England players Jude Bellingham and Raheem Sterling were subjected to ‘monkey chants’ as they were racially abused during the World Cup qualifier against Hungary.
Gareth Southgate’s side were playing their World Cup qualifier in front of a full stadium in Budapest with section of the home fans subjecting the players to the racist abuse, as reported by ITV and the BBC
Sterling had opened the scoring on the night for the Three Lions in front of Hungary’s ultras – known as the Carpathian Brigade – with a series of projectile missiles launched towards the Manchester City forward and his celebrating teammates.
England manager Gareth Southgate, who had ice thrown at him by fans during his interview with BBC Radio 5 Live, said: “I’ve heard reports of racism, which I hadn’t heard during the game.
“Everyone knows what we stand for as a team, and that’s completely unacceptable. It has been reported. Our head of security has spoken to the players and taken their statement. We will deal with it in the right channels.
The FA via Getty Images)
“I believe that people have been filmed and we have to hope it’s dealt with the right way.
“The world is modernising and although some people are stuck in their ways of thinking and their prejudices, they’re going to be the dinosaurs in the end because the world is changing.”
Speaking after the match, England captain Harry Kane said: “I’ll talk to the boys. Look, we’ll have to report it. If it’s the case, then hopefully the authorities can come down strong.”
Hungary fans were involved in several contentious incidents within the stadium during this summer’s European Championships but were allowed to play in front of a full house on Thursday.
The home fans also vociferously booed the England players for taking a knee prior to kick-off, with Southgate’s players continuing to support the anti-racist gesture.
UEFA have ordered Hungary to play two matches behind closed doors after incidents within the Puskas Arena in Budapest in Euro 2020.
Hungary hosted Portugal and France in the group stages of the tournament with fans in black shirts marching against players taking the knee and supporters waving homophobic banners in the stands.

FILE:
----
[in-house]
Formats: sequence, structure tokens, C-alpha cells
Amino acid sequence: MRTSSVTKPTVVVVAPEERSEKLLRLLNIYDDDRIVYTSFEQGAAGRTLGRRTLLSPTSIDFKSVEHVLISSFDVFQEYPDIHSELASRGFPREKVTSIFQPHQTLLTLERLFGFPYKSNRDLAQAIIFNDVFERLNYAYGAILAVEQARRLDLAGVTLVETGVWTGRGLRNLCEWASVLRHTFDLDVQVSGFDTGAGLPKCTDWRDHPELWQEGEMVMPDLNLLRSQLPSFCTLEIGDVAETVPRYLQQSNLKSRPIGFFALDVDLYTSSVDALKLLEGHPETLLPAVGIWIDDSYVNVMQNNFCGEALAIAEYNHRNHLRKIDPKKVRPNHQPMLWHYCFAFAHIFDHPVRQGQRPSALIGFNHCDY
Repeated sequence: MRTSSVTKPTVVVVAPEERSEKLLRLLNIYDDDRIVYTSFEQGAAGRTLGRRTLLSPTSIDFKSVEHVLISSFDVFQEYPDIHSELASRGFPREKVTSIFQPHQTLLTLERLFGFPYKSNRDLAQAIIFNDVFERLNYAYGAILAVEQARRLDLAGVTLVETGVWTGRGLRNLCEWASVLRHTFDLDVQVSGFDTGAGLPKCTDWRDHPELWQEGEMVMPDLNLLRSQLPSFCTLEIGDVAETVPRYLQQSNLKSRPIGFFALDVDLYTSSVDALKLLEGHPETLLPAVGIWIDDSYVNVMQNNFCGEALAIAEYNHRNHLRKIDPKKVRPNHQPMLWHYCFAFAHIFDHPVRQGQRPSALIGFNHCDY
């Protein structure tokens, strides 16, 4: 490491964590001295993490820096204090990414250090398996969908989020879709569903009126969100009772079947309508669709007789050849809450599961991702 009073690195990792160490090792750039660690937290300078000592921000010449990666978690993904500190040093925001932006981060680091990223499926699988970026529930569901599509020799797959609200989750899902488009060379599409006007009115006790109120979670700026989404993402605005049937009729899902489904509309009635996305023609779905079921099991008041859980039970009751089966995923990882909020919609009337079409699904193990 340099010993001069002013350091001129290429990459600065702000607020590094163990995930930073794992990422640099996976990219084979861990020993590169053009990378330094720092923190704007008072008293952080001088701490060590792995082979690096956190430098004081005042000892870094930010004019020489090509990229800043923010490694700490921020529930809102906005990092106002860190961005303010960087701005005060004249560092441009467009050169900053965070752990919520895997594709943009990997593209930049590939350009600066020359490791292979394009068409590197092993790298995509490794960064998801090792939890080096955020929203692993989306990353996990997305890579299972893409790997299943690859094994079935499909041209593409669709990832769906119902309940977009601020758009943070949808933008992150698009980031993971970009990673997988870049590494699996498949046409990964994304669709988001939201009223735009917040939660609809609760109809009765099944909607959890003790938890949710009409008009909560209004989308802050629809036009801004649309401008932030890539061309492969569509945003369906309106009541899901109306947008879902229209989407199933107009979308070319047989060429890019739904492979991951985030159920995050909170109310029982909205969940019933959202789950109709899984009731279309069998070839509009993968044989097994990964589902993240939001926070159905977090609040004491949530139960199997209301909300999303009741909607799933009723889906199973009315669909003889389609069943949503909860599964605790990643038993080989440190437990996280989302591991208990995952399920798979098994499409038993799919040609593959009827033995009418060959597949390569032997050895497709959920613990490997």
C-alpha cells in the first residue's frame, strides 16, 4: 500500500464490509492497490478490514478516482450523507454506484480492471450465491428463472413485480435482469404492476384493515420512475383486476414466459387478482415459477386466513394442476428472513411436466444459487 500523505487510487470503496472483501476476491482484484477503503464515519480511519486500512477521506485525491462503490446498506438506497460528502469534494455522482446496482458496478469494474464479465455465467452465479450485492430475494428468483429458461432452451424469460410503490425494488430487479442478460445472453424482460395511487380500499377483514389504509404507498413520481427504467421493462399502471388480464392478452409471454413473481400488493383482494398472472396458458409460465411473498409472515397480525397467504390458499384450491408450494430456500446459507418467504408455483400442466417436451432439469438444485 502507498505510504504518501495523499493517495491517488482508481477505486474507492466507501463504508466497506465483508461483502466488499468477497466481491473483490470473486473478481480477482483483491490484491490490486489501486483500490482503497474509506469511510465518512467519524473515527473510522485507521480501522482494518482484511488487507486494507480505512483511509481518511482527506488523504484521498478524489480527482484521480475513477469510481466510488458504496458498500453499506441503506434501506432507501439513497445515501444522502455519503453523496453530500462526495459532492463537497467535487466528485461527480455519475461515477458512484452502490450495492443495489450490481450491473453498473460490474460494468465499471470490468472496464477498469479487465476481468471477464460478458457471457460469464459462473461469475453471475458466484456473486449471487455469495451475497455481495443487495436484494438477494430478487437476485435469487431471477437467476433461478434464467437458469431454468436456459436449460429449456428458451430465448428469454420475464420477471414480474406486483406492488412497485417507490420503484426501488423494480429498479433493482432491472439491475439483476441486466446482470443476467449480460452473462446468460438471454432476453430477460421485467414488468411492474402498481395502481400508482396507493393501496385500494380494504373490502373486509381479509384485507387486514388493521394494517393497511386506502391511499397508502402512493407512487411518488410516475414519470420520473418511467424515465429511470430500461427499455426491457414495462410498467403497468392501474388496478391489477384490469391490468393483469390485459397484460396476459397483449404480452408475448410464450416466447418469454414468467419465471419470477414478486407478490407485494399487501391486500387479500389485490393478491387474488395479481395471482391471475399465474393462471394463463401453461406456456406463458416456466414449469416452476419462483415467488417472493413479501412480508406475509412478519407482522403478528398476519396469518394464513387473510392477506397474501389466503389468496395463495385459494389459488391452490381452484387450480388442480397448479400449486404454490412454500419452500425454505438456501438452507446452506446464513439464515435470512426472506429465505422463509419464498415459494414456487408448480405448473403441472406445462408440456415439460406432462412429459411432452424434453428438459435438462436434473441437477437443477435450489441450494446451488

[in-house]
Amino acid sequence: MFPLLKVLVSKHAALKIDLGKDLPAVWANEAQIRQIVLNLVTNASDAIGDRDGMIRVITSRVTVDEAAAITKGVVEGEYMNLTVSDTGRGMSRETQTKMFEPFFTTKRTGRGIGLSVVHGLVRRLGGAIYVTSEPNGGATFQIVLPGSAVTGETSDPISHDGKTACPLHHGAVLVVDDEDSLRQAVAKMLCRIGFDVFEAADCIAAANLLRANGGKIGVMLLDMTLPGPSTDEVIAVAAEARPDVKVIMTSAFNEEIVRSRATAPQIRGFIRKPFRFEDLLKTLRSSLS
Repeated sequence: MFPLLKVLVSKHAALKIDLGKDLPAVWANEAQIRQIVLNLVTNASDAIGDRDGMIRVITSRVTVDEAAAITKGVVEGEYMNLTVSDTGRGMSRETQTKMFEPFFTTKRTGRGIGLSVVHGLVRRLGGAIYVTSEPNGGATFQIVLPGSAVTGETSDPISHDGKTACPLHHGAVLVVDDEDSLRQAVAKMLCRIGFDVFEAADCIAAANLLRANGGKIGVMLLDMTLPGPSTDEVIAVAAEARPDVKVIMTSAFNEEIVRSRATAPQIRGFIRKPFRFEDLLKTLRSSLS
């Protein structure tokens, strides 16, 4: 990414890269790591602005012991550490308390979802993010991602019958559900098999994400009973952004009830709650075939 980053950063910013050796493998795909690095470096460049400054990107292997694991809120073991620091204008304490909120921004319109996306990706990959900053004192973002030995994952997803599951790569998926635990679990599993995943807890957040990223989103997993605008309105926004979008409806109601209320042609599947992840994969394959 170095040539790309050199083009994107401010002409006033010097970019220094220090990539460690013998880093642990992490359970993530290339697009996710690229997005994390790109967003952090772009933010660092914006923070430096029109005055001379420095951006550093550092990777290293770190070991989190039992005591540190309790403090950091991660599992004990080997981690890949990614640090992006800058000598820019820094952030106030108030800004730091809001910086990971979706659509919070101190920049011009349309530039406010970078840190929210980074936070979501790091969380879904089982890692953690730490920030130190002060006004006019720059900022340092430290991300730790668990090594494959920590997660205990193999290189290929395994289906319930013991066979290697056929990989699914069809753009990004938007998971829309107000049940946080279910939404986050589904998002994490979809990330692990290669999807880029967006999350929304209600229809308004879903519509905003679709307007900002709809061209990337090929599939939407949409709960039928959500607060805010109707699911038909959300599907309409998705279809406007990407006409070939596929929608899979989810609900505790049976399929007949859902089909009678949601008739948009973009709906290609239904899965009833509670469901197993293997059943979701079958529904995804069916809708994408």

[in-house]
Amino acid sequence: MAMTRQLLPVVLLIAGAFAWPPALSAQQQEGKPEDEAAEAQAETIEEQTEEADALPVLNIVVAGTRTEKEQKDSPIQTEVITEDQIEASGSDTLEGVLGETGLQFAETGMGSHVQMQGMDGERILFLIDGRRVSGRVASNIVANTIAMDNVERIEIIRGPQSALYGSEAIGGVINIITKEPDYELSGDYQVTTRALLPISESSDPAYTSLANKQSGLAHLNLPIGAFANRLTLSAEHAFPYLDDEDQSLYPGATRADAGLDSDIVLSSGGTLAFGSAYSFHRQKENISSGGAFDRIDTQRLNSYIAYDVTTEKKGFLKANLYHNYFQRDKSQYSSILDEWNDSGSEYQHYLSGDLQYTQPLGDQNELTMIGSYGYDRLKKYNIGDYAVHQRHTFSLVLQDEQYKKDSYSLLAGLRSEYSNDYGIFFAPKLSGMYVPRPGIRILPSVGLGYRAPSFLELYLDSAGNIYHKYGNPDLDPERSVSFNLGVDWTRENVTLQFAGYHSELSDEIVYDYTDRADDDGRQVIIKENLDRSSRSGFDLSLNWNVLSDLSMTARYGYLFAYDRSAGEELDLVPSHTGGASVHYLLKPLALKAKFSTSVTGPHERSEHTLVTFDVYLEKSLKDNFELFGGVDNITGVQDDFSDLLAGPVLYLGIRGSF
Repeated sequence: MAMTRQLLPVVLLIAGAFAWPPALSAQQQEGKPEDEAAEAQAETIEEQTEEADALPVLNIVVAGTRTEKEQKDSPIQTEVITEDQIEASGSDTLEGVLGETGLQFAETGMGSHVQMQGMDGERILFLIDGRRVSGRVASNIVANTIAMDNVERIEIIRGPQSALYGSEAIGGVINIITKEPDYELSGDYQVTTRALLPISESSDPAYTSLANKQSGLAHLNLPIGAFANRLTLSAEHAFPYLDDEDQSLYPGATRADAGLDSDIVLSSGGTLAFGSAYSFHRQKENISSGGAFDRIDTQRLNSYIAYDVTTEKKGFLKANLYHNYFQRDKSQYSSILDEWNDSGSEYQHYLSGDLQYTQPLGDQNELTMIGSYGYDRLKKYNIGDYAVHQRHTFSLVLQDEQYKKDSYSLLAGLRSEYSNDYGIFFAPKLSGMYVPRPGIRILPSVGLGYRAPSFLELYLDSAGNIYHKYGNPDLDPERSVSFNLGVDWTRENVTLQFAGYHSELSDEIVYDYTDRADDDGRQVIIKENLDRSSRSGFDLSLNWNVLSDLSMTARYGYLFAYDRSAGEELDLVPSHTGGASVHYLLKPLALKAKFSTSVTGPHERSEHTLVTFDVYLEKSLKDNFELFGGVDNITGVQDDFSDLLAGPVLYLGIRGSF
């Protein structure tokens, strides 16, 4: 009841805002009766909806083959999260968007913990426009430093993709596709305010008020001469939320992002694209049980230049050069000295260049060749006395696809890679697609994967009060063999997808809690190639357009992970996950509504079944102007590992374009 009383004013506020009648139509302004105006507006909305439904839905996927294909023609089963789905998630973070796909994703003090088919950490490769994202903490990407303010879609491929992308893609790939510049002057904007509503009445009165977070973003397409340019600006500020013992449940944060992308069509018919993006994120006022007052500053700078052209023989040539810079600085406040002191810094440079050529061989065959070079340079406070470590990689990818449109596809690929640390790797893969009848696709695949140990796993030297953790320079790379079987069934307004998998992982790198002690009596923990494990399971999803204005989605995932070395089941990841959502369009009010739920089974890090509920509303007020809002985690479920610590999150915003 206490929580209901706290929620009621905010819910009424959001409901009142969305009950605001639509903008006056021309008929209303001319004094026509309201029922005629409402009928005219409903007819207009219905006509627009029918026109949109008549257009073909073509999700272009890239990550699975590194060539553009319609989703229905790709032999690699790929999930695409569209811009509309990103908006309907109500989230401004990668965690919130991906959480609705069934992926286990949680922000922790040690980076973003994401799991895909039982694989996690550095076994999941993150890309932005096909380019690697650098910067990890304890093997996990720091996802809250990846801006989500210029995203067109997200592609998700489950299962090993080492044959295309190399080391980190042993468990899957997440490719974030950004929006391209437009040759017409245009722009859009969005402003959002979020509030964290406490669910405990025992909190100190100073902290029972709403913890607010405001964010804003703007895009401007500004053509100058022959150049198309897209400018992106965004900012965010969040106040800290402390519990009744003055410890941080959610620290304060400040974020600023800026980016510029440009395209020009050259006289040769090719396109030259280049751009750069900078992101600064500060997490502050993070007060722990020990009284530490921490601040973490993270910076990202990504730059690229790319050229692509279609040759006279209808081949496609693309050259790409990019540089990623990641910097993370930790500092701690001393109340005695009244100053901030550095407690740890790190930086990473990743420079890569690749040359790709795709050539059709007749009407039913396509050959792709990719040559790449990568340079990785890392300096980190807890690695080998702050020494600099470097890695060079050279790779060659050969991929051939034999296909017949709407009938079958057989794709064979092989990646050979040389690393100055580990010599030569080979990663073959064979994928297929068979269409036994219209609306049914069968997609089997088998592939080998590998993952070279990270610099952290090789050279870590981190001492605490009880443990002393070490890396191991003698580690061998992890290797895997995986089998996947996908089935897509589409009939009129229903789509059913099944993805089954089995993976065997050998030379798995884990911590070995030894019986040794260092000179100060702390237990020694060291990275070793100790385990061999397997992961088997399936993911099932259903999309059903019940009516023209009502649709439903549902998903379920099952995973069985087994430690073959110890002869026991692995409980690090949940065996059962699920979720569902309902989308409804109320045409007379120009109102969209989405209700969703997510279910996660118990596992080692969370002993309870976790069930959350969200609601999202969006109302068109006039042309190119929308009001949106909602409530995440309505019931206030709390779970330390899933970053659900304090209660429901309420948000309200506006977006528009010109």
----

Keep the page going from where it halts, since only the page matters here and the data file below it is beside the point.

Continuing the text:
UEFA ruled in July that the Hungarian support engaged in “discriminatory behaviour” at all three group matches – including both matches in Budapest and their final group in Germany.
The sanction meant that Hungary were ordered to play two UEFA matches behind closed doors with a third suspended for two years depending on the behaviour of crowds on their return.
However, as England’s match on Thursday was a World Cup qualifier – a match under the jurisdiction of FIFA rather than UEFA – the ban did not apply for the match.
England boss Southgate said ahead of the game when asked about Hungary sanctions, he highlighted that there was also an investigation into the unsavoury scenes at Wembley for the Euro 2020 final.
Southgate said: “We still don’t know what the outcome of the investigation into our final is going to be and maybe we end up with a stadium ban.
“I understand the question and focus outside but I always feel as if we shouldn’t look elsewhere until our own house is in order.
“Whilst we are always vigilant in preparing our team for whatever they may face, all of the issues you talk about very important ones, I have always been brought up that when I’m a guest somewhere I’m respectful of that, show that due respect, and that’s as I’d want to be treated if people were travelling to our country.
“The players understand the seriousness of the matters you talking about but I think we have a long way to go ourselves before we start comment or preempt what might happen in a game somewhere else.”
When asked specifically how England players were preparing for the hostile atmosphere, he added: “We always prepare the team for everything really and we’ve done that this week.
“But we know we’ve had our own issues at home so we are not really focused on other countries, we are focused on ourselves and making sure we get our own things correct.”
But Southgate would not be drawn on if his players would walk off the field should they be on the receiving end of more discriminatory abuse.
“I don’t think we should speak hypothetically,” he said.
“We know the experience we had before, but we’re going to Hungary preparing for a game against a crowd that will get behind their team and we’re looking forward to the challenge of the match. Everything else is speculation really.”
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